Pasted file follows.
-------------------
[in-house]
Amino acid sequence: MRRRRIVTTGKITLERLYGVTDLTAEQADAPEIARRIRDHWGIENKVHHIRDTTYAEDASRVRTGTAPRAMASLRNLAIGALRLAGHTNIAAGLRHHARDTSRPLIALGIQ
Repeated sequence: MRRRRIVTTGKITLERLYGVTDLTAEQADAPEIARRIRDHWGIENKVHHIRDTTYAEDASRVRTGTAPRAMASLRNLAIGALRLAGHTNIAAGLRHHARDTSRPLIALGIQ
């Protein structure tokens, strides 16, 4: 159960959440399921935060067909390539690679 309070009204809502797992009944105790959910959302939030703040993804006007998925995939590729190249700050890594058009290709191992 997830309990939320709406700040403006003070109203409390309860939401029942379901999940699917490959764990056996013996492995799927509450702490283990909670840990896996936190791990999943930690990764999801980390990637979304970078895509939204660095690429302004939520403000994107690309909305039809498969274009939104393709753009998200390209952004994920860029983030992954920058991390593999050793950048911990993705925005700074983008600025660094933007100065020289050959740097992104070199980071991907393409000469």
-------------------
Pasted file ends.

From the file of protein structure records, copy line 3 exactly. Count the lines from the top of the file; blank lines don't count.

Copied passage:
Repeated sequence: MRRRRIVTTGKITLERLYGVTDLTAEQADAPEIARRIRDHWGIENKVHHIRDTTYAEDASRVRTGTAPRAMASLRNLAIGALRLAGHTNIAAGLRHHARDTSRPLIALGIQ